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The Dangers of 'self-help' Financial Disclosure

View profile for Bethany  Gray
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Acrimony and Hostility between parties in divorce and finance proceedings can often give rise to a lack of trust in the financial disclosure submitted by the opposing party. In some cases, this can cause many a mistrusting spouse to conduct their own probing investigations into their ex-partner’s finances, believing that the Court would only  draw adverse inferences on the dishonest party . However, this is not the case and caution/ advise should be taken before embarking on such a crusade!

Documents obtained through self-help disclosure are called “Imerman documents”, after the Court of Appeal case of Tchenguiz and Ors -v- Imerman. The Imerman case concerned a married couple and the wife’s brothers shared an office with the husband. The brothers were concerned the husband would attempt to conceal assets that should be included in his financial disclosure to their sister and downloaded documents from the husband’s computer. The Court held that the documents had to be returned to the husband and that the actions of the brothers constituted a serious breach of the husband’s privacy. The Court of Appeal held that the wife was not entitled to use any of the information obtained, as she had gained it through improper acquisition. In addition, an individual should have a right of confidentiality and separate life, distinct from their matrimonial life, with confidentiality arising out of the nature of the material, rather than how it is kept. Further cases have reinforced this position and aside from the risk to the parties, solicitors also  have obligations and responsibilities  when presented with “self-help documents”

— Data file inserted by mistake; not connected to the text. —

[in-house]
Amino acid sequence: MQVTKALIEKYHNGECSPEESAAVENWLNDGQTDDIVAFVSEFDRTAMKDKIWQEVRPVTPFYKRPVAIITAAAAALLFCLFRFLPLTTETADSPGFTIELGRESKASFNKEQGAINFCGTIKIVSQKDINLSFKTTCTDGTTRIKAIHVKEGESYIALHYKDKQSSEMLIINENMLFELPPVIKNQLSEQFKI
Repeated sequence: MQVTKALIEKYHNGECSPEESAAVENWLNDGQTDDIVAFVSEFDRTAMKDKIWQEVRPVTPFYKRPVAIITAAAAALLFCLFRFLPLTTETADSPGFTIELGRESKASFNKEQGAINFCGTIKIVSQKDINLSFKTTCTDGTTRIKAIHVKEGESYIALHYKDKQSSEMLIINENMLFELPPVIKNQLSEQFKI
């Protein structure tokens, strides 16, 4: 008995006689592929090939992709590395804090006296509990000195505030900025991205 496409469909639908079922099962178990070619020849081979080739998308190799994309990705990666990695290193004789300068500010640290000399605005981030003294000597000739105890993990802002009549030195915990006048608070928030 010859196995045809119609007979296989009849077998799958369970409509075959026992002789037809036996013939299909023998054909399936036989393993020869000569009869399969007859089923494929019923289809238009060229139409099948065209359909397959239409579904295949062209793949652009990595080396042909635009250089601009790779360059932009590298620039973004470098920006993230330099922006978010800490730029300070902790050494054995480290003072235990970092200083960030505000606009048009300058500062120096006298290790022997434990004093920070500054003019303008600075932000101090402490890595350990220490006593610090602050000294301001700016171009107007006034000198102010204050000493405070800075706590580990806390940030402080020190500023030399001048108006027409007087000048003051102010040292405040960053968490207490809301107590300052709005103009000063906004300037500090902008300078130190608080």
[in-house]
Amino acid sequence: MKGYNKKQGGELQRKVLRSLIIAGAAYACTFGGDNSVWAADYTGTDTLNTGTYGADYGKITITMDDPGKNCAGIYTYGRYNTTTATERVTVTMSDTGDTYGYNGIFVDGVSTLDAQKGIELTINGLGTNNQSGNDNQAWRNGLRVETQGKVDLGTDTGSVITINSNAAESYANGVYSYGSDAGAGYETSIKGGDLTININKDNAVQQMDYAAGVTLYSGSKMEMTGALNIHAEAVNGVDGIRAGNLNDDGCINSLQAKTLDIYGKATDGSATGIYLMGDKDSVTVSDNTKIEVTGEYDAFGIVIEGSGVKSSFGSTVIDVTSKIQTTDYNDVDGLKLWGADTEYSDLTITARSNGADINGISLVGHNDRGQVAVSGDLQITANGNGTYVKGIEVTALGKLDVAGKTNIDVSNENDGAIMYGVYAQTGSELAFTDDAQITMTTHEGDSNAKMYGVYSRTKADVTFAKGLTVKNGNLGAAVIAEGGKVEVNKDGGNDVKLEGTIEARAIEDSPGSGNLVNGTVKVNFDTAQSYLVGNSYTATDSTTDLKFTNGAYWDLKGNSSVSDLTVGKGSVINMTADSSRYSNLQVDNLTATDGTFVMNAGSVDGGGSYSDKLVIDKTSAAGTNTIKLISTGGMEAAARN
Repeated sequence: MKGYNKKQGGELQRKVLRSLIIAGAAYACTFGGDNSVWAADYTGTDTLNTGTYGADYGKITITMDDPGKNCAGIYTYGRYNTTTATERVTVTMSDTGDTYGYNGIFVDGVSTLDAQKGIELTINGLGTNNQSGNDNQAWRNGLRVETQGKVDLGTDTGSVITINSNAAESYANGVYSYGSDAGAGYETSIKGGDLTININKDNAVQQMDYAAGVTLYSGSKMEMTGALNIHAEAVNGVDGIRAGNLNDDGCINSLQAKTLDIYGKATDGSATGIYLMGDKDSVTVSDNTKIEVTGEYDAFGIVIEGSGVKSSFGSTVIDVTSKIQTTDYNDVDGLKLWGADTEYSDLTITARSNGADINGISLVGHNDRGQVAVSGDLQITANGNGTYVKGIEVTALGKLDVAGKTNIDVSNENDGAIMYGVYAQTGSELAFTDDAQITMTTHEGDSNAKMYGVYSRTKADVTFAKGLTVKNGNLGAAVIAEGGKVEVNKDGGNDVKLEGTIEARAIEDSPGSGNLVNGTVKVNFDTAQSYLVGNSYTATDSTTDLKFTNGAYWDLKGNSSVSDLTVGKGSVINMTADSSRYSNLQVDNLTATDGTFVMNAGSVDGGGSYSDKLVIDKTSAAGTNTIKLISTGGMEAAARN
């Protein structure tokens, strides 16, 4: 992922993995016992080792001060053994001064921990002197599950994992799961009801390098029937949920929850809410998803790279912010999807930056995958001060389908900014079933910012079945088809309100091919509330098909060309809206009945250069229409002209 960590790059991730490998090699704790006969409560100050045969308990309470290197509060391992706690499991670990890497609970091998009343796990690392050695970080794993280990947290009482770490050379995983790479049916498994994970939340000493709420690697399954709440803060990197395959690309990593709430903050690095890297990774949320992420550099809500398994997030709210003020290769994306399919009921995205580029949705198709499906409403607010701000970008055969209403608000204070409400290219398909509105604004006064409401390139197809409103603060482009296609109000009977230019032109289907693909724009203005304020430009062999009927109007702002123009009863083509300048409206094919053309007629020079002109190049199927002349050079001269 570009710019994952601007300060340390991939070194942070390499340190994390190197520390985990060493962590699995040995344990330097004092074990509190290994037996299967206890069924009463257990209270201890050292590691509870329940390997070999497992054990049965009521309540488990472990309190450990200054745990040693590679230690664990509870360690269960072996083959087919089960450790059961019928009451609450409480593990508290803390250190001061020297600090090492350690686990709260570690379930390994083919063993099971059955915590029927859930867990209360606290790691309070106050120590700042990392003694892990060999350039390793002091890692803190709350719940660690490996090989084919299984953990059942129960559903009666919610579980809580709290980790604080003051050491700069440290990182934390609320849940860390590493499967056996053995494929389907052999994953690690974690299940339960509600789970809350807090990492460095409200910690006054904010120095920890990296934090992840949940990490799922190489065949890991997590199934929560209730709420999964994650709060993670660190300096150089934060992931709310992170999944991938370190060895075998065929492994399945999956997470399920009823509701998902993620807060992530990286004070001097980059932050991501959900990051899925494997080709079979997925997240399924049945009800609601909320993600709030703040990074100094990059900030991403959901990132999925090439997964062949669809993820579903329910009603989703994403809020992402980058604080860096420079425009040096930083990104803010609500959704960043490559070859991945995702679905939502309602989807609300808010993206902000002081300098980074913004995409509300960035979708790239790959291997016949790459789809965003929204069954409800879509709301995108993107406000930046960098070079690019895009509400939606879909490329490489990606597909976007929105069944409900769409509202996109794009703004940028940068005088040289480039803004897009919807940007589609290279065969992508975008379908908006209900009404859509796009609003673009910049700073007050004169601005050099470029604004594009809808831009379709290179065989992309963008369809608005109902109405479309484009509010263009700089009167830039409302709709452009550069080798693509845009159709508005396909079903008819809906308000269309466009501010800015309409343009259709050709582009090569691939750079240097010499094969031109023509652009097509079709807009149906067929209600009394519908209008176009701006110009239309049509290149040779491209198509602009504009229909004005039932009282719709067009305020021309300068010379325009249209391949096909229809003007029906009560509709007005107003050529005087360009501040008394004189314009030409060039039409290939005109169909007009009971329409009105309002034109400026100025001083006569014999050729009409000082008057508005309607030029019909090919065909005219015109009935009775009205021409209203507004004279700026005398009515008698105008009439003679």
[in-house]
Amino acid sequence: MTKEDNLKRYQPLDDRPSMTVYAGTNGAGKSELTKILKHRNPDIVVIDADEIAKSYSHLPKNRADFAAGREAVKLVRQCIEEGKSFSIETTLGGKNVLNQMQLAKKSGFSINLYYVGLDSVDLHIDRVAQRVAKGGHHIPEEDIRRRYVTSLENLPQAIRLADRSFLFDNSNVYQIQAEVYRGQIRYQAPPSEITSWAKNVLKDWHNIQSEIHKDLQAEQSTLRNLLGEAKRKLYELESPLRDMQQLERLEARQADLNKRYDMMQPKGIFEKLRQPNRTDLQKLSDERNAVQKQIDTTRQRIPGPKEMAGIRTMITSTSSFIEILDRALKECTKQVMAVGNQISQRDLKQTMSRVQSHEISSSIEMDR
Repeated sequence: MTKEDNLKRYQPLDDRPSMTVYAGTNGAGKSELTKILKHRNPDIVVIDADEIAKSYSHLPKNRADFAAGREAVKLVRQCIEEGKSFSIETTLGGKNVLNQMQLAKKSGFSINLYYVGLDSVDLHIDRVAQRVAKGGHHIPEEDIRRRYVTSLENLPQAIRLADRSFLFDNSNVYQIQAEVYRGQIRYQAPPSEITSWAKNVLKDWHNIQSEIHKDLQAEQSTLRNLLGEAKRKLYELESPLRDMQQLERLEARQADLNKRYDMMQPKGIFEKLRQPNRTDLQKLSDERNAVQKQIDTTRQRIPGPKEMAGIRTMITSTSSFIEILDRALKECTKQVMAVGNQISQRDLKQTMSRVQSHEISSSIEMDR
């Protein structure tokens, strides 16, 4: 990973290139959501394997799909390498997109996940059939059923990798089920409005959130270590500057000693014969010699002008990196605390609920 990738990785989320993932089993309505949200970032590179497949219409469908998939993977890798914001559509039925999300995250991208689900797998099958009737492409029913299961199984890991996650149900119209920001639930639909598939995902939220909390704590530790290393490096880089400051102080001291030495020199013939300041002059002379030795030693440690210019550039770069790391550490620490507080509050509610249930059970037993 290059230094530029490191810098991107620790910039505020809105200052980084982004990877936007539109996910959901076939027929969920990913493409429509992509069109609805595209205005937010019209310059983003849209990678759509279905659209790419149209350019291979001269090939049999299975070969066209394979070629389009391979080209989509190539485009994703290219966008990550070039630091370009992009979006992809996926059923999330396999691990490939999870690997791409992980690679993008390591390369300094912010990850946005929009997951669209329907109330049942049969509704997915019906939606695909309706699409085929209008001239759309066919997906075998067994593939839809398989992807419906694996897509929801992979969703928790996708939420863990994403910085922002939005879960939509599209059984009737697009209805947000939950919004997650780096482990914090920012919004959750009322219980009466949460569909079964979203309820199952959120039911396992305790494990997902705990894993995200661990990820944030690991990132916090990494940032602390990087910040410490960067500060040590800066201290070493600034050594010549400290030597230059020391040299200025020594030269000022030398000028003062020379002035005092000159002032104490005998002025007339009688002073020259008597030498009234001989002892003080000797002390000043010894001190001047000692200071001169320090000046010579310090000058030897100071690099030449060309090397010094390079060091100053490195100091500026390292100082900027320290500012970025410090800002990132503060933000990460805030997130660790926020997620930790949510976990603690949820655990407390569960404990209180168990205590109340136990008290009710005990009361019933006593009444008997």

These findings are quite difficult to reconcile, as both parties want the reassurance  of knowing that their spouse has been open and honest in their financial disclosures and have not deliberately and purposefully concealed assets . These cases do not mean that all confidential documents which a spouse obtains improperly are inadmissible however the circumstances where a spouse can go looking for information via  a  “search and find”  exercise are very limited . As our President of the Family Division said

 “It is simply and categorically unlawful for a wife…to breach her husband’s privacy by furtively copying his documents whether they exist in hard copy or electronically. There may be factual issues about whether the documents are actually in the husband’s private domain; but if they are (and they almost always are) then it is wholly impermissible for the wife to access and copy them” (Mostyn J in UL v BK [2013])


If you are considering divorce and/or financial proceedings or need assistance with current proceedings, or further advise on this article ,please do not hesitate to contact Johnson Astills to discuss your queries with one of the specialists in our Family Law Department.